During our testing in Las Vegas, download speeds on the Xperia Z1s reached as high as 23 Mbps, and uploads reached up to 12 Mbps. In New York City's Flatiron district, speeds were a bit slower, with downloads topping out at 8 Mbps and uploads around 2 Mbps.
The Xperia Z1s' 3,000-mAh battery lasted an impressive 9 hours and 19 minutes on the LAPTOP Battery Test, which involves continuous Web surfing over LTE with the display brightness set to 40 percent. That's far longer than the category average of 6:44. The iPhone 5s ran for just 5:46, while the Samsung Galaxy S4 lasted 6:41. The HTC One ran out of juice in 8:17, while the LG G2 lasted a very impressive 13:44.
Pricing and Value
T-Mobile recently launched its Get Out of Jail Free program, in which the carrier pays $350 of your early-termination fee from AT&T, Sprint or Verizon to switch to T-Mobile. Users can also trade in their handsets to the carrier, netting up to $650 per line for moving to T-Mobile. The provider also enables customers to use data overseas for no additional charge.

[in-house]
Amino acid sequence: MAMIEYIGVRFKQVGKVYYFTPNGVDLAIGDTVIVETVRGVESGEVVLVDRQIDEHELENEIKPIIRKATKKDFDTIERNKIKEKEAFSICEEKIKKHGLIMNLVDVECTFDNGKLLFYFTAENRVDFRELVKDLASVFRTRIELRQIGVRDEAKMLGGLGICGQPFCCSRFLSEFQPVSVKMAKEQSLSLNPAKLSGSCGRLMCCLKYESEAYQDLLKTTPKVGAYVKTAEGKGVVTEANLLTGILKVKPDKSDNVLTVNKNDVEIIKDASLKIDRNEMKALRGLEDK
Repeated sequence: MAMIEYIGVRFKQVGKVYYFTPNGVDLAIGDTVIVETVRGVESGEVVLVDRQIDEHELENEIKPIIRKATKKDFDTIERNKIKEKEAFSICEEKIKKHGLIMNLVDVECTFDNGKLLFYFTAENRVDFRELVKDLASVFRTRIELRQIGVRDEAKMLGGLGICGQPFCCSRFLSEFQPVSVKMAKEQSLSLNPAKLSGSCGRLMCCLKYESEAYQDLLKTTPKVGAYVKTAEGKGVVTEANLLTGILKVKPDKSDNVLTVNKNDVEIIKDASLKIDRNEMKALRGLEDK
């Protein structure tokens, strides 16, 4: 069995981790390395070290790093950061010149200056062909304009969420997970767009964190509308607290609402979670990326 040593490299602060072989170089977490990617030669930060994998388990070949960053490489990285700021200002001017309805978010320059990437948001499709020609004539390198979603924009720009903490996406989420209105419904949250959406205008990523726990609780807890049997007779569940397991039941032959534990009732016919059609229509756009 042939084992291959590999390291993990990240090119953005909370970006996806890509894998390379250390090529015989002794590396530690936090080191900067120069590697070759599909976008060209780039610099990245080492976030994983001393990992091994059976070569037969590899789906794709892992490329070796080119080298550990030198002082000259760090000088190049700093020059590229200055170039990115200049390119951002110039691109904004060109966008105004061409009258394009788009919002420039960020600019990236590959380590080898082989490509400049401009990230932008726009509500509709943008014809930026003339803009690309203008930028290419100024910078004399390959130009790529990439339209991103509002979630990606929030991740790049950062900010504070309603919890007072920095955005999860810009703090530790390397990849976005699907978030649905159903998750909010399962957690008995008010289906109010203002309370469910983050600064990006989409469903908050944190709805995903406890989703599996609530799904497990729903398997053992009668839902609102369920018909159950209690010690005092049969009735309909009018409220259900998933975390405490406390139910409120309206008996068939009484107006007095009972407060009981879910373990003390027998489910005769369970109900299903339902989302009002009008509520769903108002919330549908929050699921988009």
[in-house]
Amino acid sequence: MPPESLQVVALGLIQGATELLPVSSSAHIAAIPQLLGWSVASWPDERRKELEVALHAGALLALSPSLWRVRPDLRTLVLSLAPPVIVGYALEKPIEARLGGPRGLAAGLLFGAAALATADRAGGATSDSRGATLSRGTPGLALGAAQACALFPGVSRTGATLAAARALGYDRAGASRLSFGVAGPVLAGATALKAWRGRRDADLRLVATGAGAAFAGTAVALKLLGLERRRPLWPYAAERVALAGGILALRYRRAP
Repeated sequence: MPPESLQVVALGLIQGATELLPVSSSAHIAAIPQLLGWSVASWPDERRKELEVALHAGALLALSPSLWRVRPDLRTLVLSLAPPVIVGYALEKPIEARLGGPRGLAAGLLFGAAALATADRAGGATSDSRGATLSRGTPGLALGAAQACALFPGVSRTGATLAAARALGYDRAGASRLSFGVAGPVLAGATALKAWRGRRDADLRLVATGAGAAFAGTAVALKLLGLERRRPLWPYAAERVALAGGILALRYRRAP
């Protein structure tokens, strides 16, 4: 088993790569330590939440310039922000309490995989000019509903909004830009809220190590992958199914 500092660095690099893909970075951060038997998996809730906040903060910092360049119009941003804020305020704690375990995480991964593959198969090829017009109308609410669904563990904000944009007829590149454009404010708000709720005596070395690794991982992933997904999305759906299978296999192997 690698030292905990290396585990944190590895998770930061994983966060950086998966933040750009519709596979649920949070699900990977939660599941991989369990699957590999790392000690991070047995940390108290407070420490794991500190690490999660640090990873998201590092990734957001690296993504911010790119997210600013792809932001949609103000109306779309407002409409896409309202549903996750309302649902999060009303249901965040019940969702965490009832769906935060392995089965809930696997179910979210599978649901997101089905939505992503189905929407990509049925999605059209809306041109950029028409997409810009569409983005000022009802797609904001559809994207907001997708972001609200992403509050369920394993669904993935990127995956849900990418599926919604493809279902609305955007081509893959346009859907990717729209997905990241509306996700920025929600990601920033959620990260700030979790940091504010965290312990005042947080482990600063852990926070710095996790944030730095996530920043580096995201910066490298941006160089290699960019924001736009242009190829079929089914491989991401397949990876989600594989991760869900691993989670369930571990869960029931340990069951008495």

T-Mobile is offering the Xperia Z1s for no money down with 24 monthly payments of $22, for a total of $528. Throw in T-Mobile's $70 unlimited data, voice and text plan at a cost of $1,680 over two years, and you'll pay a grand total of $2,208 over the lifetime of the Xperia Z1s. In comparison, the Samsung Galaxy S4 costs $0 down with slightly more expensive monthly payments of $24.
The Xperia Z1s is a smartphone that can take a dip without calling it quits. We also like the fast performance and excellent battery life, as well as the fun camera apps and PlayStation app. Unfortunately, the Z1s' narrow viewing angles and lackluster camera are disappointing for a flagship smartphone.
If you want a handset with Snapdragon 800 power, you're better off picking up the LG G2, which has a better screen and even longer endurance. Overall, the Xperia Z1s is a viable option for those who want a fully waterproof design -- and we appreciate that Sony has brought a lot of its own technology to bear -- but we're still waiting for the company to produce a device that can go head-to-head with the best on the market.